The De Lisle silenced carbine was developed during 1942 as a time when the outcome of World War 2 was still very much in doubt. William Godfrey De Lisle worked under the charge of the British Air Ministry at the time and took it upon himself to develop a silenced weapon suitable for British commandos and special operatives operating behind (or within sight of) enemy lines. Sabotage was a principle tool in derailing any war machine and such specialized weapons in the hands of specially-trained operatives could serve the Empire as much as a full rifle squad in the field. As such, in the lead up to the invasion of Europe, commando raiding parties became a regular sight across Europe. De Lisle's first attempt came in the form of a handy .22 carbine body which made evaluation of his concept an easier affair. De Lisle then moved to patent his silencer design.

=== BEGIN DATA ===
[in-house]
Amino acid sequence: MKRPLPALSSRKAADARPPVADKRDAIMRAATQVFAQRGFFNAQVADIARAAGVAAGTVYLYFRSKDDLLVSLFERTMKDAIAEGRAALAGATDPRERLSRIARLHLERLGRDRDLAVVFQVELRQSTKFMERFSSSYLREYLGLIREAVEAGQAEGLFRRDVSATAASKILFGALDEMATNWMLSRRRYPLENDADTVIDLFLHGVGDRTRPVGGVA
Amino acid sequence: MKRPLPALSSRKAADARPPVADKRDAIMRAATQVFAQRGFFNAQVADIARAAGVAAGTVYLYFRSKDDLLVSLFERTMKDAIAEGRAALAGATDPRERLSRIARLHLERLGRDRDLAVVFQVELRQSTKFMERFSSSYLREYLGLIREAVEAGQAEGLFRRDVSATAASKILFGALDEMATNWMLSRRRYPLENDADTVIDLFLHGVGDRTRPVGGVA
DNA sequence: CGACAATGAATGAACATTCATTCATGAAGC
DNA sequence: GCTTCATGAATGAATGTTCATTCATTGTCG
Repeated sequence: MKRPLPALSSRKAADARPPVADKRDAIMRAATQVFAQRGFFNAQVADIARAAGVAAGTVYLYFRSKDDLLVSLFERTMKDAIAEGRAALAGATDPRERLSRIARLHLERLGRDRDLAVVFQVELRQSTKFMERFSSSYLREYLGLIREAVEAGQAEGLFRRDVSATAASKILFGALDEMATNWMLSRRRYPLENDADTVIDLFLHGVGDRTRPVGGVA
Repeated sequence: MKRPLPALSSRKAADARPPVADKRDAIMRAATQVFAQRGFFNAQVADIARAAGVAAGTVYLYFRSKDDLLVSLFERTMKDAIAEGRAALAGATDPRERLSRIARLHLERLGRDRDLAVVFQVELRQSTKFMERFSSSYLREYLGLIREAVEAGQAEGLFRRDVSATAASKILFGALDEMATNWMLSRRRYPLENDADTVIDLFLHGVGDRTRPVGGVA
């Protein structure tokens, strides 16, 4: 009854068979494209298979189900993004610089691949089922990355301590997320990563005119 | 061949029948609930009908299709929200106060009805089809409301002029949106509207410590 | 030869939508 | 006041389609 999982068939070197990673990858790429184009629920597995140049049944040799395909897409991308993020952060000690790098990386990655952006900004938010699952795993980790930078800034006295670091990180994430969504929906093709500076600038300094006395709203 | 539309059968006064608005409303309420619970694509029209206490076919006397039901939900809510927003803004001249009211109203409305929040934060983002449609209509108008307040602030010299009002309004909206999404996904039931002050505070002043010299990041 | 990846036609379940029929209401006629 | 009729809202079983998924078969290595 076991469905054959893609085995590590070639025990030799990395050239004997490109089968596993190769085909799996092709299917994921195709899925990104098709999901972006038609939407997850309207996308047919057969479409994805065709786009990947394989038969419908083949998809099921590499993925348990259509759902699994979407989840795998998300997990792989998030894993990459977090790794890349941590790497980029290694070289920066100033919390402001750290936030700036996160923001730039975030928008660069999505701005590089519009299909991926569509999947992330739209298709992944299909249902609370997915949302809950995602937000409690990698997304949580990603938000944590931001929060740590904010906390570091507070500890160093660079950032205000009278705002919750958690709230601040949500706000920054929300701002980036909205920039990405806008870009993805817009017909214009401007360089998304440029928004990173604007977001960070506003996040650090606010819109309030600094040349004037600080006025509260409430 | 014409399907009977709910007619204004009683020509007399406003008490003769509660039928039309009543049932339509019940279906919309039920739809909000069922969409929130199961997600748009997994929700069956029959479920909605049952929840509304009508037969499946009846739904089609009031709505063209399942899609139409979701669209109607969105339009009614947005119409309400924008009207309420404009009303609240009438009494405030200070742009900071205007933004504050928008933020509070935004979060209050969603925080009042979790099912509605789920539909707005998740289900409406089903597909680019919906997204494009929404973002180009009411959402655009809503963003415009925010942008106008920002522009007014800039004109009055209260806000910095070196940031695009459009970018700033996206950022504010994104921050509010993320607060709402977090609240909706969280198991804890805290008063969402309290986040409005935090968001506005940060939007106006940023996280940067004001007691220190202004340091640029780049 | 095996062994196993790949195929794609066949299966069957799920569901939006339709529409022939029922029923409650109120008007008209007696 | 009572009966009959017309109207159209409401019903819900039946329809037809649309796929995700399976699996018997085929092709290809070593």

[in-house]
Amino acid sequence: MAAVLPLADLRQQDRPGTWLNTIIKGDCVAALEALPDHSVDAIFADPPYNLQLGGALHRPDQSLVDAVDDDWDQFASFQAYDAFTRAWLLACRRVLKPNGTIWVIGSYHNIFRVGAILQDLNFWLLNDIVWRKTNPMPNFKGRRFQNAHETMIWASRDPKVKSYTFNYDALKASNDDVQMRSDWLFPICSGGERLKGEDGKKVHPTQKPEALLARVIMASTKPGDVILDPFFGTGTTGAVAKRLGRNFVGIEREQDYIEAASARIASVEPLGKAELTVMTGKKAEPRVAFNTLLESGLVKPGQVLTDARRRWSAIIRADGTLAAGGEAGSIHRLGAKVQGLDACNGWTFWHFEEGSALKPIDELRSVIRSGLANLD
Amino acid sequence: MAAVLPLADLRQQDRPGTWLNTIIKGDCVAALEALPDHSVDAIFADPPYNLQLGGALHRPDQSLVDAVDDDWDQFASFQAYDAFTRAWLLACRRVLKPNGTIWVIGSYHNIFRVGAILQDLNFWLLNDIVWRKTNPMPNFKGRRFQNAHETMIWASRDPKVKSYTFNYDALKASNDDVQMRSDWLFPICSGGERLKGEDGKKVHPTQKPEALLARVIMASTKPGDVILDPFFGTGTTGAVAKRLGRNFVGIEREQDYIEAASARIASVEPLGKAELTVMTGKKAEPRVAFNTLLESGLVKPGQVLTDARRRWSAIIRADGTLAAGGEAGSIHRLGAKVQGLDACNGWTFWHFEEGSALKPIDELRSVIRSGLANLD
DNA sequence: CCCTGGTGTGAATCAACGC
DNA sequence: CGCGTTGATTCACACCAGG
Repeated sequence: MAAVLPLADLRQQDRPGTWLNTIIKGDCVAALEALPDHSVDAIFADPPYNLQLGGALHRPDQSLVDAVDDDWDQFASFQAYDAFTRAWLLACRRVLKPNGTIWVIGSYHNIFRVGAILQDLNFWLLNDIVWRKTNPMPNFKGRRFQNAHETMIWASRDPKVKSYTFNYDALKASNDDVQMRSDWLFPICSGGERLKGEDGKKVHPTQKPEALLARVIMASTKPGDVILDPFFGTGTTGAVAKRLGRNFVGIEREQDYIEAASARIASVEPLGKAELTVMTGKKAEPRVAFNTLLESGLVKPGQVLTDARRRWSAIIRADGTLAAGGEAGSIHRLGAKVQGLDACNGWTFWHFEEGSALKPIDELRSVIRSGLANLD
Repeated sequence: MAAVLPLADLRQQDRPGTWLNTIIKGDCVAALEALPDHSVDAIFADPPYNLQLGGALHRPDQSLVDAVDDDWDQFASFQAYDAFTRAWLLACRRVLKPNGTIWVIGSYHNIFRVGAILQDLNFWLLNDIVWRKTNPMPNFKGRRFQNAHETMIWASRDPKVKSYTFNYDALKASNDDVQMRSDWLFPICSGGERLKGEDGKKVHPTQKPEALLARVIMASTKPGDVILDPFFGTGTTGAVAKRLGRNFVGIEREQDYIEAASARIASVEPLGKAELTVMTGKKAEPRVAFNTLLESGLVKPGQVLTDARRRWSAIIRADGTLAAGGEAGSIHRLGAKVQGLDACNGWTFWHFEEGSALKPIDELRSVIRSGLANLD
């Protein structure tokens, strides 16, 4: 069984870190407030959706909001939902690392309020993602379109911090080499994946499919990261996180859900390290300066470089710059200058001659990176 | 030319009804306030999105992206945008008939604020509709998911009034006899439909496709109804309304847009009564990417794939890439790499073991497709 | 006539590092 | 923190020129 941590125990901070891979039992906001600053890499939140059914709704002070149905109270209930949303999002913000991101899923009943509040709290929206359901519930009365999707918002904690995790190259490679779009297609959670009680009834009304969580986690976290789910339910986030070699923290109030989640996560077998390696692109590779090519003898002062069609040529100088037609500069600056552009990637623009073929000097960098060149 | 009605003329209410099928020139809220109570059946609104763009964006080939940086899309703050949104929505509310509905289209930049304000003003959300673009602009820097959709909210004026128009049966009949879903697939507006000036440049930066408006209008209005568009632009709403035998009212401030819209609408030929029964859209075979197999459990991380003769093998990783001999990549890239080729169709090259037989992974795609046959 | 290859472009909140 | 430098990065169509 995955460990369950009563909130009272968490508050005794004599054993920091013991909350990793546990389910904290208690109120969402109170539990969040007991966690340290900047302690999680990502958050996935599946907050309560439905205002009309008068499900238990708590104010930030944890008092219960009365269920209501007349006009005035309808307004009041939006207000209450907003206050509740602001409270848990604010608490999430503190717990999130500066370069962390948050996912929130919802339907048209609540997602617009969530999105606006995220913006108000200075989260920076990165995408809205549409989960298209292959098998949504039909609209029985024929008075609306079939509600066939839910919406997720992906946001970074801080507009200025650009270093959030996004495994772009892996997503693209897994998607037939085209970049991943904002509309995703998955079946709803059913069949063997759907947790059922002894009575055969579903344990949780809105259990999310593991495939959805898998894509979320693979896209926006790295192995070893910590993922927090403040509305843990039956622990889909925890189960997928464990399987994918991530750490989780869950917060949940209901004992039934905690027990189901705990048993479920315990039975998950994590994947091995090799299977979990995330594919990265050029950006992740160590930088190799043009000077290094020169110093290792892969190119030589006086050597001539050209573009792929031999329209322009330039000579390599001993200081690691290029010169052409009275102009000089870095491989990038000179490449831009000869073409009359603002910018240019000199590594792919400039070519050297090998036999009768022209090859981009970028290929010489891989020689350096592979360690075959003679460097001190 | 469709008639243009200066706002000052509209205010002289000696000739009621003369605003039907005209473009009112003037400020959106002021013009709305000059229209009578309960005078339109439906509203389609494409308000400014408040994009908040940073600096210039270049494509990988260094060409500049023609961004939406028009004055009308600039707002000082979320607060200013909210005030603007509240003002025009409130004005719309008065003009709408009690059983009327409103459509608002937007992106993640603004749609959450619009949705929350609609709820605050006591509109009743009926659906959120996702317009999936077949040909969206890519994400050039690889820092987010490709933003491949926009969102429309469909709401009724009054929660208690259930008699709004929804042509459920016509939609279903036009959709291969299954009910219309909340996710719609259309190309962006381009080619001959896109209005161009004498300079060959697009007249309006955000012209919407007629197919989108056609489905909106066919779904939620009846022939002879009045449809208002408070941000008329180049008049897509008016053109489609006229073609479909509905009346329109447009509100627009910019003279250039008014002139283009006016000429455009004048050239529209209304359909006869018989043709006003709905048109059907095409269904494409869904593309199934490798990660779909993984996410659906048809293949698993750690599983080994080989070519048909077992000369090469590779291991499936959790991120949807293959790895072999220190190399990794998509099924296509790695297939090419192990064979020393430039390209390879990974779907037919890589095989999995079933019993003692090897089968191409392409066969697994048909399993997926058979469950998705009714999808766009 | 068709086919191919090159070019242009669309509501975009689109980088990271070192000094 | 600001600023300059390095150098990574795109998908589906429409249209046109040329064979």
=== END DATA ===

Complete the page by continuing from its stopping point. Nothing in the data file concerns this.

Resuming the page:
After convincing interested authorities of his design, the silenced carbine was formally tested with promising results. Two .22 versions were reviewed though these failed to impress as military weapons. A third form was modified to accept the American .45 ACP pistol cartridge and it was this prototype that ultimately met expectations and put the De Lisle project into motion. The .45 ACP was a rounded-nose bullet perfected through decades of man-stopping scenarios and also featured a low muzzle velocity which, when coupled to a silencer, made for a truly effective silenced weapon. To help extend the range of the .45 ACP pistol cartridge, the De Lisle Carbine made use of a longer barrel which aided accuracy at range to an extent. As such a weapon would be intended for short-range work anyhow, the limiation was negligible. The .45 ACP was also already in circulation within the British war inventory for it was used with stocks of American Thompson submachine guns and Colt M1911 pistols already on hand. A total of 17 De Lisle Carbine prototypes were ultimately produced under the Ford Dagenham brand label and testing occurred in 1943. Prototypes were also tested through active operational use by British commandos in raids along the French coast.